Protection mode allows for the evasion of life-threatening environments or events so that growth can continue. For instance, if you were to be attacked by a silverback gorilla, it wouldn’t make sense for your body to allocate energy for growth when you could possibly die in a matter of seconds. When protection is needed, all of the body’s energy is shunted away from growth processes for the survival of the organism. So your adrenal system is kicked into full gear, and you escape the hulking threat — congratulations, you live to grow another day. But imagine if every street corner was lined with man-eating silverback gorillas? You would fail to thrive for being in constant protective mode.

Now imagine that the great gorilla infestation of 2015 was resolved by a massive worldwide meditation — hooray, we can all grow now. But while you were sleeping, some mad scientist implanted lenses over your eyes that made ordinary human beings appear as rabid gorillas. Though the threat would have passed, you would go about your day in full protection mode just as if the gorillas were actually present. This not only affects you but also the human beings that you perceive wrongly. Everything they do will appear threatening to you because you have a false image of what they actually are, and no matter how they act, they will fulfill your expectation. If they run away from you, they are damn dirty apes. If they come toward you, they’re going to eat you.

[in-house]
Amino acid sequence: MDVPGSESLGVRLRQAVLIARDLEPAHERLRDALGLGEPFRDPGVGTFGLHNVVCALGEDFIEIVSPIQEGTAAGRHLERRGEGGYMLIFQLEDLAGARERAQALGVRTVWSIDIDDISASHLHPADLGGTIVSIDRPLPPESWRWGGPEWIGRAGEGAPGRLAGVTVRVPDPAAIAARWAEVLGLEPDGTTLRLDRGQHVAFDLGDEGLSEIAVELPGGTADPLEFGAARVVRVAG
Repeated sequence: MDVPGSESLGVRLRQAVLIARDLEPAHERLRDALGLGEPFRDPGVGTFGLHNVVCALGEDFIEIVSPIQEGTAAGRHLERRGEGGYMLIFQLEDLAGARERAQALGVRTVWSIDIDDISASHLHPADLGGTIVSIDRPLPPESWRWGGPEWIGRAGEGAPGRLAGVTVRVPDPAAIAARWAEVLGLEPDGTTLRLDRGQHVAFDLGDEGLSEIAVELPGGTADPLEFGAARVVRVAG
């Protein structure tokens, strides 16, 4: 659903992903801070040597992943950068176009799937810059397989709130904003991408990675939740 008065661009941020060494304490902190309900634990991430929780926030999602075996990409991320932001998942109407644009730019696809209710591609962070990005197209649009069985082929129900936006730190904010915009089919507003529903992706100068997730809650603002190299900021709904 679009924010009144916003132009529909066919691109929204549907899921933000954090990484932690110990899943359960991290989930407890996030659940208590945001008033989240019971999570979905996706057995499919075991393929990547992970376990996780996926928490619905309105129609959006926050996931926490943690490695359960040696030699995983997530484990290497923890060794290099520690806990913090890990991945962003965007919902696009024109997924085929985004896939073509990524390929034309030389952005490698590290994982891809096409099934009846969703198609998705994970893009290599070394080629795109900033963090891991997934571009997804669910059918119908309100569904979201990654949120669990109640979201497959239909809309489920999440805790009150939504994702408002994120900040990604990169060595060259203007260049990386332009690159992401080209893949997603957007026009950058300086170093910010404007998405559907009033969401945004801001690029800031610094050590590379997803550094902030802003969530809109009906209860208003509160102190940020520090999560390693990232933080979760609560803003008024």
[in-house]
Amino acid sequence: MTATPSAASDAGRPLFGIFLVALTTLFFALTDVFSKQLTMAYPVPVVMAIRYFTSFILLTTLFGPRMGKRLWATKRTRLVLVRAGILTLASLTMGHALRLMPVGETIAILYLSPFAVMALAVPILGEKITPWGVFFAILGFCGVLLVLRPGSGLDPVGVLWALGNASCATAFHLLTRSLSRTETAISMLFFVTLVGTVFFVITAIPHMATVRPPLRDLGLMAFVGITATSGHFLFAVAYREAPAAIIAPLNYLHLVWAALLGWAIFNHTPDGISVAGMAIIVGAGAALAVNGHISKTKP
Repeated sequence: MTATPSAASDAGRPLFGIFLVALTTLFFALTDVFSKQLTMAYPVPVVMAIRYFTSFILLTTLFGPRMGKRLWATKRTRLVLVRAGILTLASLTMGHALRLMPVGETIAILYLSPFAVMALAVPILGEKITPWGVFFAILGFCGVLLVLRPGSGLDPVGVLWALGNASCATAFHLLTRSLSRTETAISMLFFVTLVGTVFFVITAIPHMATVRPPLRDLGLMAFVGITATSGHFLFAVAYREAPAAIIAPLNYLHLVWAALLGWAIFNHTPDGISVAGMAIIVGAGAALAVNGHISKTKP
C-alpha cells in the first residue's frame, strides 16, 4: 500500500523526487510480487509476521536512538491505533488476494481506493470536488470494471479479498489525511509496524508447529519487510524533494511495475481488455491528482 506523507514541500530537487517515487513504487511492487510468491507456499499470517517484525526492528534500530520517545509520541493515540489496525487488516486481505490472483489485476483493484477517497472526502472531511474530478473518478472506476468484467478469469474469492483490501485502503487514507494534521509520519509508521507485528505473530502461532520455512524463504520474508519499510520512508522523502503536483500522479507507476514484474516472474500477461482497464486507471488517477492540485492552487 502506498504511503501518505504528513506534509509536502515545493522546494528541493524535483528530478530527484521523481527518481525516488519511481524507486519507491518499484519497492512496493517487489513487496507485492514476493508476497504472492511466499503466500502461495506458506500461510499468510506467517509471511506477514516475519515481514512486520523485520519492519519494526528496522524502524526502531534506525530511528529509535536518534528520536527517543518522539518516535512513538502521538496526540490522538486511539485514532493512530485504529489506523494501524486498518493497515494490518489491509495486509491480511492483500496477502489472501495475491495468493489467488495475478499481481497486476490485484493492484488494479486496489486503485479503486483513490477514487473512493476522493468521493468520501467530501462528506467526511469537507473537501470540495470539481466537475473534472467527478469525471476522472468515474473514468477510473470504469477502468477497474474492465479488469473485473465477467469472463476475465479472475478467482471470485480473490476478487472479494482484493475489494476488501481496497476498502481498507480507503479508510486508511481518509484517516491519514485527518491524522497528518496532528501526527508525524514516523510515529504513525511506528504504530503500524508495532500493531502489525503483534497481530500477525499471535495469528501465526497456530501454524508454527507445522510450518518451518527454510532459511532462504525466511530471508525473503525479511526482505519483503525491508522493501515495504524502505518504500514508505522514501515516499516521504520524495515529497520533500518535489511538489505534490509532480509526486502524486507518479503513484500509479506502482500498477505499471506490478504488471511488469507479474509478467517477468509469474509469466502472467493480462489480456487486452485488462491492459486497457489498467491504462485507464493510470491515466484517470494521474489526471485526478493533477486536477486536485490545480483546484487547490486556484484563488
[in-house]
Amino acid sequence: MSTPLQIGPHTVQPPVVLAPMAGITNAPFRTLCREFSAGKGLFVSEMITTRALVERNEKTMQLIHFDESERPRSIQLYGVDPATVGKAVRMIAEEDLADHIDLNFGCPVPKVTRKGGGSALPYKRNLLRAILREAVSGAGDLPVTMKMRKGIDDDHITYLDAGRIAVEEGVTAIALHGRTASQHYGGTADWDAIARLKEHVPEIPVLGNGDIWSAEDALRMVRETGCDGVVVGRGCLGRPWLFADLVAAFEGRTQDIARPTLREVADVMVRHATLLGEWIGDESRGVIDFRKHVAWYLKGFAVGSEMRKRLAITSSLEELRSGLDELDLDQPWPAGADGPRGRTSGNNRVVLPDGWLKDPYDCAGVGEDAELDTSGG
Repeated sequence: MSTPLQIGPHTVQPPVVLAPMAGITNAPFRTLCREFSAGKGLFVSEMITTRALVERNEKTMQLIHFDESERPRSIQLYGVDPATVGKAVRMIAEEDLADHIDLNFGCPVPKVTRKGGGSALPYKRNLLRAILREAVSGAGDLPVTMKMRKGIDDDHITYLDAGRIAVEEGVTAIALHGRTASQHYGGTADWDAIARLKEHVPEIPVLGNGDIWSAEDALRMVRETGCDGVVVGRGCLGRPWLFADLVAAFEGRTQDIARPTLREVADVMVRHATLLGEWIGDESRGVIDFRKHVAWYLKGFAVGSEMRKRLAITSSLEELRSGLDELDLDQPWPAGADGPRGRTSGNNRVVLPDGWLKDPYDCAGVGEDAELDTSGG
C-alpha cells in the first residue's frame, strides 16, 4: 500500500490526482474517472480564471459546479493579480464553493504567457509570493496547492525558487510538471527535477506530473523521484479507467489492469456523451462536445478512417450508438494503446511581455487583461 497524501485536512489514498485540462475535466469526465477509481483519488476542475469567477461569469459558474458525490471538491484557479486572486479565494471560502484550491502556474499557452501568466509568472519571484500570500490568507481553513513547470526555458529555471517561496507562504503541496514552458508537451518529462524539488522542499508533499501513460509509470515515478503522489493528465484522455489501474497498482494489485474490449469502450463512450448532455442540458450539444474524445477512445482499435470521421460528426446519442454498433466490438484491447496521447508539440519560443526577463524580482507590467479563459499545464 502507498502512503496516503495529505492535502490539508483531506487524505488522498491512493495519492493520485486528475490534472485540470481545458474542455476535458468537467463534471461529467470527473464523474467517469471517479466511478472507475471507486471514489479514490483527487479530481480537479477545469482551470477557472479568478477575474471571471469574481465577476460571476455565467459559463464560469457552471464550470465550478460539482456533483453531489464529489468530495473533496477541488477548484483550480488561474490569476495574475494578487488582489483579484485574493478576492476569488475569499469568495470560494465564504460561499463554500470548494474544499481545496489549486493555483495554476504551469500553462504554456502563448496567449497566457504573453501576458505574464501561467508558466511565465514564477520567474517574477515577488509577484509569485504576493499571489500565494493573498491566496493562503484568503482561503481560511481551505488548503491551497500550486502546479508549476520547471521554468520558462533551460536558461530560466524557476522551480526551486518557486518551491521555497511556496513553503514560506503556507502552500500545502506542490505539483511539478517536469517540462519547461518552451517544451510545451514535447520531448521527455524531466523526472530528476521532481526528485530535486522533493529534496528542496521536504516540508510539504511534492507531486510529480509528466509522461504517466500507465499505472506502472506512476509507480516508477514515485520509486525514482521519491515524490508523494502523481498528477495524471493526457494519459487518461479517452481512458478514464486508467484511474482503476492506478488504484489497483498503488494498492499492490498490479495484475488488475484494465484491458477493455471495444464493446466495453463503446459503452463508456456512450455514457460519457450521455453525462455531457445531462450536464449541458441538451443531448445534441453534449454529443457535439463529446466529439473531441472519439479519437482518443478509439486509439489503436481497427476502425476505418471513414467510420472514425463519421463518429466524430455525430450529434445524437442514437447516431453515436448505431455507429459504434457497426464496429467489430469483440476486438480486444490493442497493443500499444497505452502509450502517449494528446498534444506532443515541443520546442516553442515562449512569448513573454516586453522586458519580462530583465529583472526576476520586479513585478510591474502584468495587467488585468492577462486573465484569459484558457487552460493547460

And now we come back to your relationship. How you perceive your partner impacts how you respond to them and how they respond to you. If you are looking for the best in your partner, at worst you will find a flawed human who is striving to love as best as he or she can. At best, your hopeful attitude will give this person the courage to give their best in every moment they spend with you. Conversely, if you are looking for the worst, even the best efforts of your partner can be misconstrued as attempts to disappoint you.

Changing to growth mode through communication

Your perception matters. If the energy that your attitude gives off says, “come and grow with me,” your partner can leave protective mode, step outside of the comfort zone, and be inspired to learn more about you and do more with you. But interacting with your partner with a “grow with me” attitude is inherently vulnerable. People can let you down big time, and you can be hurt. If you’ve had seemingly unforgivable rows with your partner, this is where effective communication comes in.